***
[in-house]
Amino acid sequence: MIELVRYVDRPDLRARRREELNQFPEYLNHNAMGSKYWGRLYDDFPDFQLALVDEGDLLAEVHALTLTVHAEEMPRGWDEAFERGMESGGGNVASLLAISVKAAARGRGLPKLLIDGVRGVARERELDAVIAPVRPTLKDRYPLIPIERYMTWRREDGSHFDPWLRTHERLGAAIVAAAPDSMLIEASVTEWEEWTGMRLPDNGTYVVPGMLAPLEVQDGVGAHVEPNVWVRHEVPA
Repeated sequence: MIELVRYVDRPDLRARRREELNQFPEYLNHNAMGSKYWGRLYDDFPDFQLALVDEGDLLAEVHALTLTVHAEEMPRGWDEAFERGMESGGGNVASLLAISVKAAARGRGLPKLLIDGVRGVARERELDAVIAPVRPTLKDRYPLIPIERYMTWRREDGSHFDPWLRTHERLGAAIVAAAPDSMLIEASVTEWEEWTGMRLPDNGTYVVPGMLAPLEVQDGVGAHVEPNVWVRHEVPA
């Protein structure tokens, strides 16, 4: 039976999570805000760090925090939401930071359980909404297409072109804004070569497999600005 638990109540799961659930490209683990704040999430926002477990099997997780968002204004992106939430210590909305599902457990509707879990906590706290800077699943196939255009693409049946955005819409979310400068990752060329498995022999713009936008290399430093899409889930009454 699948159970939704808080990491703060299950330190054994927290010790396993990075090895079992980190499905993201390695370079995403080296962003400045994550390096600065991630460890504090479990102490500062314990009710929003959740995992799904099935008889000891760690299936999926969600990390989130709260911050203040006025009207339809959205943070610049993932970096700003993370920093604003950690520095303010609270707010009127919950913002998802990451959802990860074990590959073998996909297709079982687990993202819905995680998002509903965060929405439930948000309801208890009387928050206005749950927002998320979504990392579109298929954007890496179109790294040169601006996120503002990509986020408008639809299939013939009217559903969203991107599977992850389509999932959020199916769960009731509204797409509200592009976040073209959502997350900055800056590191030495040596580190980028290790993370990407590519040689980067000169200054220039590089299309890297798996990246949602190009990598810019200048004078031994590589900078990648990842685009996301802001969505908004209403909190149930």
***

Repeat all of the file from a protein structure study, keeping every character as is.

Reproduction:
[in-house]
Amino acid sequence: MIELVRYVDRPDLRARRREELNQFPEYLNHNAMGSKYWGRLYDDFPDFQLALVDEGDLLAEVHALTLTVHAEEMPRGWDEAFERGMESGGGNVASLLAISVKAAARGRGLPKLLIDGVRGVARERELDAVIAPVRPTLKDRYPLIPIERYMTWRREDGSHFDPWLRTHERLGAAIVAAAPDSMLIEASVTEWEEWTGMRLPDNGTYVVPGMLAPLEVQDGVGAHVEPNVWVRHEVPA
Repeated sequence: MIELVRYVDRPDLRARRREELNQFPEYLNHNAMGSKYWGRLYDDFPDFQLALVDEGDLLAEVHALTLTVHAEEMPRGWDEAFERGMESGGGNVASLLAISVKAAARGRGLPKLLIDGVRGVARERELDAVIAPVRPTLKDRYPLIPIERYMTWRREDGSHFDPWLRTHERLGAAIVAAAPDSMLIEASVTEWEEWTGMRLPDNGTYVVPGMLAPLEVQDGVGAHVEPNVWVRHEVPA
């Protein structure tokens, strides 16, 4: 039976999570805000760090925090939401930071359980909404297409072109804004070569497999600005 638990109540799961659930490209683990704040999430926002477990099997997780968002204004992106939430210590909305599902457990509707879990906590706290800077699943196939255009693409049946955005819409979310400068990752060329498995022999713009936008290399430093899409889930009454 699948159970939704808080990491703060299950330190054994927290010790396993990075090895079992980190499905993201390695370079995403080296962003400045994550390096600065991630460890504090479990102490500062314990009710929003959740995992799904099935008889000891760690299936999926969600990390989130709260911050203040006025009207339809959205943070610049993932970096700003993370920093604003950690520095303010609270707010009127919950913002998802990451959802990860074990590959073998996909297709079982687990993202819905995680998002509903965060929405439930948000309801208890009387928050206005749950927002998320979504990392579109298929954007890496179109790294040169601006996120503002990509986020408008639809299939013939009217559903969203991107599977992850389509999932959020199916769960009731509204797409509200592009976040073209959502997350900055800056590191030495040596580190980028290790993370990407590519040689980067000169200054220039590089299309890297798996990246949602190009990598810019200048004078031994590589900078990648990842685009996301802001969505908004209403909190149930």